The introduction of gender pay gap reporting has highlighted the continued gap in pay between men and women. While it is by no means a perfect metric, the very exercise of collecting this data has focused minds in the boardroom like never before.
But, in their rush to do something about the problem, business leaders should look beyond the data and ask: what would actually make the biggest difference to reducing their pay gap? Answering this means diving below the often-touted government figure of “record female employment” and asking what kinds of jobs women are doing. Research reveals that too often it’s low-paid, part-time work, with little potential for pay progression.
It remains the case that women’s working patterns and therefore careers are hugely affected by the transition to motherhood – 38% of mothers work part-time (compared to 33% who work full-time), while only 7% of fathers do.
The problem is not with part-time work itself (although we may want to ask why so few fathers go part-time after the birth of a couple’s first child). The problem lies with the way companies treat their part-time workers. Astounding research published from the Institute for Fiscal Studies think-tank in 2018 finds that, on average, part-time workers get negligible increases in their wages year on year – and their disadvantage is far and above what we would expect to see if they received increases that are proportional to their full-time equivalents.
In 2012, research revealed that almost a quarter of part-time workers reported that they had no chance of promotion. This percentage was even larger among those in lower-skilled jobs. There is also abundant evidence that – whether it is retail sales assistants, catering workers, or nurses and teachers – part-time workers are perceived as less committed and opportunities for progression tend therefore to be limited to full-time employees. This traps part-time workers – who are predominately female – into lower-paid roles.
What full-time work looks like
So tackling the gender pay gap must take into account the way that part-time workers are treated. For starters, we need to look at improving the quality of part-time jobs themselves – including the opportunities and support available for progression and promotion. But, more fundamentally, we must also ask why, for so many British families, the answer to balancing work and childcare responsibilities involves mothers going back to work part-time?
There are some familiar and depressing answers to this question. Most obviously, the high cost of childcare makes it unaffordable for families to manage without one parent going part-time or even leaving the workplace altogether. But another answer lies in the expectations around what full-time work looks like and the demands that employers and workplace culture put on full-time workers.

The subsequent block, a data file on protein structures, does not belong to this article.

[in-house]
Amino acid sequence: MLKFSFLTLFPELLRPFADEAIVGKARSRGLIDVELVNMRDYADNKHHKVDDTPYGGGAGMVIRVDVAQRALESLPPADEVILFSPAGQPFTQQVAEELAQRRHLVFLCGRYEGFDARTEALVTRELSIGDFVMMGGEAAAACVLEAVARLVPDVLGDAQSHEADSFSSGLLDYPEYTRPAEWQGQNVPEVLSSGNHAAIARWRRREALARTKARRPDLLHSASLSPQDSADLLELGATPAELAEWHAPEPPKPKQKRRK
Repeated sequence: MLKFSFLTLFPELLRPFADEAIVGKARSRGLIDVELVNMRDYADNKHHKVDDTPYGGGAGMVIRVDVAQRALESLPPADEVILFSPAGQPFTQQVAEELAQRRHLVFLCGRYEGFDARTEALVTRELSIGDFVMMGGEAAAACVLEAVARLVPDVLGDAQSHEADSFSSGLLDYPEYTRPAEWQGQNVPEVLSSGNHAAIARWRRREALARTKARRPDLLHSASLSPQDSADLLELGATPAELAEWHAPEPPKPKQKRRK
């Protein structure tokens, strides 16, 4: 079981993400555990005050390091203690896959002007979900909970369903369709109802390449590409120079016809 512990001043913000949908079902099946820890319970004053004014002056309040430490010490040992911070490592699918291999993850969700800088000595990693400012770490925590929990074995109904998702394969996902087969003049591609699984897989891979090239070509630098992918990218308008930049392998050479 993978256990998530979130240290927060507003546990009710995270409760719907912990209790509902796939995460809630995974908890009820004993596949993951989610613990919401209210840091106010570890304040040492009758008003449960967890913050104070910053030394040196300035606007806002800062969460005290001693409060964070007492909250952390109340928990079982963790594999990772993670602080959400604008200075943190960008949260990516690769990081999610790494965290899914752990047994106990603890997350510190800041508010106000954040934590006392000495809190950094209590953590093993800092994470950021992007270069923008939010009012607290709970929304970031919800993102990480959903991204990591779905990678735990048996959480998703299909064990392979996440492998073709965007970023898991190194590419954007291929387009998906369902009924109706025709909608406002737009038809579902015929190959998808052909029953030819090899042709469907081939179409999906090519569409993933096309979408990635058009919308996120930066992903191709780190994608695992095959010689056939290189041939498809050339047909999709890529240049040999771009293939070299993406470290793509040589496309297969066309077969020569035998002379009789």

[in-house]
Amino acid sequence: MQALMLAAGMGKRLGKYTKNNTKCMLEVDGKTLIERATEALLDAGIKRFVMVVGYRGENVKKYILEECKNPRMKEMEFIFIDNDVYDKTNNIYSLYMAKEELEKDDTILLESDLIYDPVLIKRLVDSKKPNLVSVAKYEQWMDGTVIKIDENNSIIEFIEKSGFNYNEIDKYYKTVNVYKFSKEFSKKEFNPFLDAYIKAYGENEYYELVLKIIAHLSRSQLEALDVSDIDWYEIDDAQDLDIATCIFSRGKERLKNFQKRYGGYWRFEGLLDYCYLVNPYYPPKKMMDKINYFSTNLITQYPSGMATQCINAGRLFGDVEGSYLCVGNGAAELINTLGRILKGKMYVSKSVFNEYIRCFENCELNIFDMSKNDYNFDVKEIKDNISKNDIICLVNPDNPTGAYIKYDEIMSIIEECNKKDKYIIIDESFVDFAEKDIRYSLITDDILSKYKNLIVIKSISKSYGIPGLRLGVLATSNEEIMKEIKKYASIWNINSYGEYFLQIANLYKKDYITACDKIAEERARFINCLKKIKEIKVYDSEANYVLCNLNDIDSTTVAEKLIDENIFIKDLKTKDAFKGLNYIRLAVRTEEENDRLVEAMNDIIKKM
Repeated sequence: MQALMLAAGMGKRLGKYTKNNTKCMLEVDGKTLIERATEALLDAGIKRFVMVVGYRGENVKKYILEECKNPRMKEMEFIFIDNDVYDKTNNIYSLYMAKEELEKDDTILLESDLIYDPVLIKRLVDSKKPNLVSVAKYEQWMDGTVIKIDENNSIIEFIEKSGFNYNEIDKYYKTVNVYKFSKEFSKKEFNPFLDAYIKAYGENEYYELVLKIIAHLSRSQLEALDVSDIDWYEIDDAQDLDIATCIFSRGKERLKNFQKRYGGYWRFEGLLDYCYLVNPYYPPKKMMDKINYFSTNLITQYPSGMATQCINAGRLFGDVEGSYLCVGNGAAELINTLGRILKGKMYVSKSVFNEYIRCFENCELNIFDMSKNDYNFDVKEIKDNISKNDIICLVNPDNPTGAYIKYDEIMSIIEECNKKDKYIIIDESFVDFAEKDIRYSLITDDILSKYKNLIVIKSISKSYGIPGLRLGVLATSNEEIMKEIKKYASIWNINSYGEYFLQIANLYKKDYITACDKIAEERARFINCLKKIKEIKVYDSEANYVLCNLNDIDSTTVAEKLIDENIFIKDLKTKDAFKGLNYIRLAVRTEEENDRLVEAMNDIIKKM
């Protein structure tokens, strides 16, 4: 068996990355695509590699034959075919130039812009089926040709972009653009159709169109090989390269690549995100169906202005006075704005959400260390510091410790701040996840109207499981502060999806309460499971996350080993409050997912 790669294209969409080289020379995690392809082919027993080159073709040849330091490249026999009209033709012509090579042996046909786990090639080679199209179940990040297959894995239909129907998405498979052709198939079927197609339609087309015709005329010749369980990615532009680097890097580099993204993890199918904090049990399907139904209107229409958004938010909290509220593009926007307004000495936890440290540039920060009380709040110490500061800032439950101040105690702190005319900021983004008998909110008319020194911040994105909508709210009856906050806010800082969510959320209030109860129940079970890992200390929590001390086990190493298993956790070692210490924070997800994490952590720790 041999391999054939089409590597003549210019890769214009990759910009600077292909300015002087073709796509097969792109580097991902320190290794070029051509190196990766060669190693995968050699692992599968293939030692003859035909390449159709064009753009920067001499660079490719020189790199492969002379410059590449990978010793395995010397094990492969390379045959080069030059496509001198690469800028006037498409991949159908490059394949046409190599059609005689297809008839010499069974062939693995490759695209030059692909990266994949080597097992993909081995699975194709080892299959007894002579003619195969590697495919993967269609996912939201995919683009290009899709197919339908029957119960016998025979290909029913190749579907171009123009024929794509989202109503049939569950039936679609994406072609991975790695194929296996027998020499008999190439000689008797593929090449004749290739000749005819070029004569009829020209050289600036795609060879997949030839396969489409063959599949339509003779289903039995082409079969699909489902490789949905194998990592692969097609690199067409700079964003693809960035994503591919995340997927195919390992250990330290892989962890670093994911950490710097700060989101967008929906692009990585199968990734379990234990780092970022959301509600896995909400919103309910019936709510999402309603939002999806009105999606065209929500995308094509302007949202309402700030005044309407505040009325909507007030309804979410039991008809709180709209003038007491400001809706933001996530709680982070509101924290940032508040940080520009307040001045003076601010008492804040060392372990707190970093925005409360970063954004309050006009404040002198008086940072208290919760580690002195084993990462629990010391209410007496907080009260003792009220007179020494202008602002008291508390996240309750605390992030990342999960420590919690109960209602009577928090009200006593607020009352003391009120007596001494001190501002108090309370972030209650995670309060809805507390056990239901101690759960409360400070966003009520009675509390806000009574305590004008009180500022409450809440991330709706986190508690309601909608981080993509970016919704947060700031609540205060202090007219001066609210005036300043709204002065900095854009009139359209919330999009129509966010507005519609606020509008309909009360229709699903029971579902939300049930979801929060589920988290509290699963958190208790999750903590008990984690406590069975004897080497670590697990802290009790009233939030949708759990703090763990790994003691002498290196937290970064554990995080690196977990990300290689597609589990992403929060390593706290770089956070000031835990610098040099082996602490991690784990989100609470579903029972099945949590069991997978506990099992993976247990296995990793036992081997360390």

Full-time employees in the UK work on average some of the longest hours per week in Europe – 42.3, compared with just 37.8 in Denmark. The UK also has one of the highest rates of part-time work among employed mothers in the EU.
Interestingly, research indicates that men’s and women’s employment hours are linked. While the average total household working hours varies across Europe, there is a clear pattern showing that when men work longer hours, women work fewer. In some countries, including the UK and Austria, fathers work long hours and mothers have high levels of part-time employment. By contrast, fathers in Sweden work on average fewer hours – meaning the division of working hours between couples is more equitable, even though mothers there are more likely to work part-time.
Research from the US similarly suggests that a culture of long working hours reinforces traditional gender roles. When male partners work all the time, this significantly increases a female partner’s likelihood of leaving the labour market. With this in mind we should be wary of current workplace trends to work longer hours.
While optimists echo John Maynard Keynes in predicting a future of shorter working weeks enabled by technology, others argue that globalisation, “high-performance” work practices and the spread of technology has led to the rise of overwork and “extreme jobs”. What this research makes clear is that expectations around working hours are not gender neutral. They rest on and perpetuate old forms of gender inequality.
So to truly make progress on tackling the gender pay gap we need to focus not just on women’s working patterns, but the number of hours worked by men, which leads to a stark gender working gap. Ensuring that full-time employees are not required to work long hours is essential and will go some way to reducing the stigma associated with part-time or flexible work. And in the long run the four-day working week for all might just be the great leveller.